The tide of cheap malbec from Argentina may be about to dry up, and not just because of a small 2012 harvest that was down by more than 20 percent.
According to winemaker Paul Hobbs, the Argentine government is imposing protectionist limits on supplies that will make it difficult for wineries to produce quality wines.
"The government says you have to export as much as you import," Hobbs says. "That makes it challenging to bring in top-quality corks, barrels, capsules, and everything else."
This regulation adds another layer of difficulty to rapid inflation estimated at over 20 percent, driving up the cost of labor in a country where good farm workers are not easy to come by.
Hobbs says that the high-quality $10 to $12 Argentine malbecs of recent years are likely to disappear. "You'll see quality suffer, and you'll see some supply drying up."
The government's move follows a long history of protectionism in Argentina that stifled one of the world's largest wine industries until the late 1990s, according to Buenos Aires-based journalist Ian Mount. Businesses can get a 180-day temporary importation license for barrels, corks and capsules, but few new wineries can export an equivalent value of wine in just 180 days.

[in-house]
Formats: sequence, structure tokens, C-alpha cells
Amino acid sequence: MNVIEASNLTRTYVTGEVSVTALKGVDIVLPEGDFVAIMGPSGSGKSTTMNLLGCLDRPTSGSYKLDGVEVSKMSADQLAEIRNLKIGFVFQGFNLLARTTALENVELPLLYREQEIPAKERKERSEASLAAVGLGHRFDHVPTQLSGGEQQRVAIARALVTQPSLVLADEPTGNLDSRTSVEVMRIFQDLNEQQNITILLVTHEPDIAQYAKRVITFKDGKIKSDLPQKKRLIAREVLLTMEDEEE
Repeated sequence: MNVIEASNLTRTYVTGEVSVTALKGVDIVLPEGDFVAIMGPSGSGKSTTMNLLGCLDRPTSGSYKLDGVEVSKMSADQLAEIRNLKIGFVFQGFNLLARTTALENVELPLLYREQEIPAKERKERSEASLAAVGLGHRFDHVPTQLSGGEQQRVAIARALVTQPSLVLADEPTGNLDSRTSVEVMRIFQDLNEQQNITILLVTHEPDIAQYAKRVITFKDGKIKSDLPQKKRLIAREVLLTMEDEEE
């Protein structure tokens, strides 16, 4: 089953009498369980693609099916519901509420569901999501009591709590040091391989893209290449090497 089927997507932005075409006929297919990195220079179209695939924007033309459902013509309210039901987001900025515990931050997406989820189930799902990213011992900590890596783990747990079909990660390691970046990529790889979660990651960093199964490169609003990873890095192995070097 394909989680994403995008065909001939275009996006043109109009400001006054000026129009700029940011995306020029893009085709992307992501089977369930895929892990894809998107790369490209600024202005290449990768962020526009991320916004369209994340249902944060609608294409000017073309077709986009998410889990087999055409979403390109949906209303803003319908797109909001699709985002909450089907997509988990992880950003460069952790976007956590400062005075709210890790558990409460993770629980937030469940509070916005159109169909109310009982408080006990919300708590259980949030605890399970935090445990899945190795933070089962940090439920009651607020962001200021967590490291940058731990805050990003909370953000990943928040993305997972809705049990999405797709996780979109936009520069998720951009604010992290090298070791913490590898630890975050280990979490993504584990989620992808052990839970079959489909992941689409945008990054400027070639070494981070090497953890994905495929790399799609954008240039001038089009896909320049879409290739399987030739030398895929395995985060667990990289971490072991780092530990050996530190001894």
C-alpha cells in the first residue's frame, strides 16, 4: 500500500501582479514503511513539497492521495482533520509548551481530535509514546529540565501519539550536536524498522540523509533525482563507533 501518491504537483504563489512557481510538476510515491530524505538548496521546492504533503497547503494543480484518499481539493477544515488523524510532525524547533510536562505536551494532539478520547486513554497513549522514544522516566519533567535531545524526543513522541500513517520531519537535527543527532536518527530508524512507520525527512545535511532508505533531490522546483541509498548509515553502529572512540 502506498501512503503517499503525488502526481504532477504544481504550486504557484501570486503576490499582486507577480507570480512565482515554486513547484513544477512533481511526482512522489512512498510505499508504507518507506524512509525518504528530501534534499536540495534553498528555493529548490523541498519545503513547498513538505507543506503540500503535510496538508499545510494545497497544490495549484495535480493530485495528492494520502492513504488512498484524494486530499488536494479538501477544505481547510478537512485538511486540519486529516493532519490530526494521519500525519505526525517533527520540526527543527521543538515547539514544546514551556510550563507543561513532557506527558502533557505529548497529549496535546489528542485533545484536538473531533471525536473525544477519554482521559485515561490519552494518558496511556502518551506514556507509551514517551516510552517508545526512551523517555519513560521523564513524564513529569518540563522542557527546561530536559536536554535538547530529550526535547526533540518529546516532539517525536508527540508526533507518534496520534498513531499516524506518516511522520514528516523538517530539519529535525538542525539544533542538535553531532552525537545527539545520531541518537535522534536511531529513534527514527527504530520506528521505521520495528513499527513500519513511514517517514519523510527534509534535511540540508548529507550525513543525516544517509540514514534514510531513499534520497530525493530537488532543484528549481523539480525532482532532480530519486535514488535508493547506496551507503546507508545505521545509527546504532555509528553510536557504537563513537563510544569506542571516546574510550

"The rules will make it just about impossible for new wineries," says Mount. In addition, he believes the leeway enjoyed by individual bureaucrats in interpreting the rules makes it difficult for businesses to have certainty about what will be permitted. And he says so at some personal risk.
"In Argentina, if they don't like your article, you get a call from the tax officer," says Mount, who has written about Argentina for the Wall Street Journal and New York Times.
Reuters reported in August that President Cristina Fernández de Kirchner's government had fined and sued economists who had published a real inflation rate – i.e. one that differed from the official government figure of just over 10 percent. Dairy farmers dumped truckloads of milk in an economic protest. But don't expect malbec to be dumped on the international market.
"Exporters have to give up margins or raise prices," Hobbs says. Watch this space.